But the ruins of the once thriving city, sadly lost to the world in 79AD due to the huge eruption of nearby Vesuvius. Our guide Paula, pronounced PouWla, was a local girl who had clearly grown up on a heady diet of Benny Hill Shows and Bunga Bunga parties. She was a fag paper away from snorting fnarr fnarr as she concentrated and pointed out to us each and every “Three Dee Willee” on the road or on the walls. These protruding pointing penises might, she mused, have indicated the position of a brothel, or historians now think Pompeii residents could have used the phallus images as a protection against evil spirits. (Tonight, try getting your willy out in front of your missus and telling her it’s for her own protection. It doesn’t work — believe me.)

What would have been much more interesting would have been if she had told us about the popularity of cricket in this ancient roman metropolis. I myself saw clear evidence of a thriving cricket culture in existence. Who knows? If it hadn’t been for the devastation of the volcano, Italian cricket might now rival that of Australia, or perhaps even one of the major Test-playing nations ?

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(l) The Author gives his pitch report at the Pompeii Oval (a dusty one which was bound to spin on the 4th day) while recreating a Roman sight screen; (r) The remains of the scorecard to the match which was abandoned by eruption. Reg made 15 in the 1st innings. No record has been found of who was bowling at the time.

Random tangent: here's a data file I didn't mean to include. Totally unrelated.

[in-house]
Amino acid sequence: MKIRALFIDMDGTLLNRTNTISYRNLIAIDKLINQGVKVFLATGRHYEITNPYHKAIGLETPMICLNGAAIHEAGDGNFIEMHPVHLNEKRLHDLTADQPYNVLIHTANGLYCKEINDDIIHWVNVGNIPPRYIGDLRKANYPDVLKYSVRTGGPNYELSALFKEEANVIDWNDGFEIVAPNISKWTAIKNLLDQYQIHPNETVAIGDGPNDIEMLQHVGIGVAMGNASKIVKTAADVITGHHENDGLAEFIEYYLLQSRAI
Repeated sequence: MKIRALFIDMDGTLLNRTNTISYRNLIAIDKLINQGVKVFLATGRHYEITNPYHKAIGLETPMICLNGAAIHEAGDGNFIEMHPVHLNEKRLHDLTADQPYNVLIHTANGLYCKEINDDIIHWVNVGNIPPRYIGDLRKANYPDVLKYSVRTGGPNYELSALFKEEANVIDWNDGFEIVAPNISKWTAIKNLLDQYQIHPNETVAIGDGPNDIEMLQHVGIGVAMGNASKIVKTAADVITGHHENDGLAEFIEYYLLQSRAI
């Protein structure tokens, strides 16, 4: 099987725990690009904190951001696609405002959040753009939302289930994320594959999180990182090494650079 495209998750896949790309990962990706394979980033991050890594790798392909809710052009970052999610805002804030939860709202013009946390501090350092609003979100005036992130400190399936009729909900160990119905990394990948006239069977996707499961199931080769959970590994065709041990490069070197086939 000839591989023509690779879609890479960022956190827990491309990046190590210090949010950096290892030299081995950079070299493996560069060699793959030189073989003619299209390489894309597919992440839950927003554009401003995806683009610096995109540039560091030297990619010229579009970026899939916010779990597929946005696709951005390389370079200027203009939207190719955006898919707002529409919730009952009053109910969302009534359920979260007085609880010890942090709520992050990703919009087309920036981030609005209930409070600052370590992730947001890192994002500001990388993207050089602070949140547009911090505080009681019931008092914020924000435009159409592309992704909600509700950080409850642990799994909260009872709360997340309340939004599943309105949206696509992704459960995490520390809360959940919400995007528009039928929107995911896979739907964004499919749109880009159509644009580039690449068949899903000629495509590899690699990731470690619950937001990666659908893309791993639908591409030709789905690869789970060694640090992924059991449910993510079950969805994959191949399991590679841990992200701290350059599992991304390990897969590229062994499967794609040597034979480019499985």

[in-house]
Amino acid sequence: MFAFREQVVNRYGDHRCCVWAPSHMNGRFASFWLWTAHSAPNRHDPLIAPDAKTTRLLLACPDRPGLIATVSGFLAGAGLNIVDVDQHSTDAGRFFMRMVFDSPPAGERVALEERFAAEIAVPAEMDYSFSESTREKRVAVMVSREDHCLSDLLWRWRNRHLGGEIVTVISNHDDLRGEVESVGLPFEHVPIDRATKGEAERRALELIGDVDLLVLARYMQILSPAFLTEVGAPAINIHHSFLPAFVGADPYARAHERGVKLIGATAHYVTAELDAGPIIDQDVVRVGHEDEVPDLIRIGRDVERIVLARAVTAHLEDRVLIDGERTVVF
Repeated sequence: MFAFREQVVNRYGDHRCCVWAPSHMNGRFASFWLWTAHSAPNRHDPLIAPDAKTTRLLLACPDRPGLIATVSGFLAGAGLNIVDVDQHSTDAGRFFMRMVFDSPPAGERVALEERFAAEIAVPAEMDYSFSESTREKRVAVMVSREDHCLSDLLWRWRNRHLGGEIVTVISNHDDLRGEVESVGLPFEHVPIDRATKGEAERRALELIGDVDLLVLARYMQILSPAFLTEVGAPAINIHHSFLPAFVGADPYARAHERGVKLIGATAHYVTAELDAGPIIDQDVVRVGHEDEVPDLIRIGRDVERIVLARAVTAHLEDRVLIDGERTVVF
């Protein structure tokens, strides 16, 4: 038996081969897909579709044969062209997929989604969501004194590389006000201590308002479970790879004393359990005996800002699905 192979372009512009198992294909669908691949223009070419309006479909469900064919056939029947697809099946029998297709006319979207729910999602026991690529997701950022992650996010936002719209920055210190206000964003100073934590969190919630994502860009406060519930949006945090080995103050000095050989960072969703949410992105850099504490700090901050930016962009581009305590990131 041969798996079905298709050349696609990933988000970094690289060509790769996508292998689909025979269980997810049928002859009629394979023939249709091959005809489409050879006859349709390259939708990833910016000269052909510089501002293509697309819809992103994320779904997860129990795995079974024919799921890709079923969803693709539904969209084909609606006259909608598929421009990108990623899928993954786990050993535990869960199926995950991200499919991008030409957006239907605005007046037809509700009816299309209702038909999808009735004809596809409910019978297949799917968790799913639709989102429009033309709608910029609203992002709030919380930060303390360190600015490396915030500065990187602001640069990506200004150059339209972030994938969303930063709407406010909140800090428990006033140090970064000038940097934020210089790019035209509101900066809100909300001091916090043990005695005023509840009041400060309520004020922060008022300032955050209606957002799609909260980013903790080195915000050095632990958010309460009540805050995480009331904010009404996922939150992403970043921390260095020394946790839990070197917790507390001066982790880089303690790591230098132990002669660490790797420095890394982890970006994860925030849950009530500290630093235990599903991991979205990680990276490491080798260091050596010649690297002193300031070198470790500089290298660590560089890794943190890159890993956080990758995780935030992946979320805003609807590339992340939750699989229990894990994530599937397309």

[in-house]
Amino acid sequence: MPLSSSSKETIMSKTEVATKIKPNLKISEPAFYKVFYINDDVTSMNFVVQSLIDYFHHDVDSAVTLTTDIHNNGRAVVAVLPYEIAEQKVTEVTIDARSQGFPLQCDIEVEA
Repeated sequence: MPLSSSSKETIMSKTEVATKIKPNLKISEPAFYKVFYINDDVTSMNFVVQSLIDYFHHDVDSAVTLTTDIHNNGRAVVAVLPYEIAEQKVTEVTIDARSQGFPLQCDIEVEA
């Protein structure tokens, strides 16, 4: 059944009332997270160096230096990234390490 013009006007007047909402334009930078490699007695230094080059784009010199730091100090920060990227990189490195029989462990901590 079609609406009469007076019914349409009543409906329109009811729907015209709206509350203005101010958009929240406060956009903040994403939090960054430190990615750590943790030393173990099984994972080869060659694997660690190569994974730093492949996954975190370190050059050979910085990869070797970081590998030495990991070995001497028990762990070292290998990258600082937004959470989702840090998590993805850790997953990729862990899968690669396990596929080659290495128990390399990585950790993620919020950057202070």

My exclusive and World’s-1st discovery of the Pompeii Ageas Oval was, as you can imagine, pretty much the highlight of the tour. There was of course the time in Napoli itself. We travelled there by boat, and on our arrival at Naples docks, two Australians with placards were shouting “Send the Boats Back”. We assumed they were lost. Later we sat outside a cafe in one of the less salubrious parts of the city (as opposed to all the many, many, lovely areas….er…) chugging away on bottles of Peroni and listening to Funiculi, Funicula for the 28th time that day. A grin burst across The Incumbent’s face as she watched and listened to the two rather vocal young women behind me.

I hadn’t realised these girls were of the working variety and that every tourist, workman or delivery boy who walked past were treated to the sight of them pulling down the lurex boob tubes and flashing their gnocchi. The going rate was, apparently, “10”. We didn’t hang around to find out if that was Euros or Lira: I glanced over my shoulder and it was a terrifying sight. It was clear to me that at least one of these birds was once christened as a geezer and those chicken fillets he was waggling at the lads were new additions to her being, (matching nicely with her adams apple which was the size of The Vatican). Any version of Funiculi, Funicula  playing once he/she got a victim back to her/his gaff would be merely to accompany him being mashed, bashed and slammed on the floor. Speaking for myself I’d rather hold it in my hand.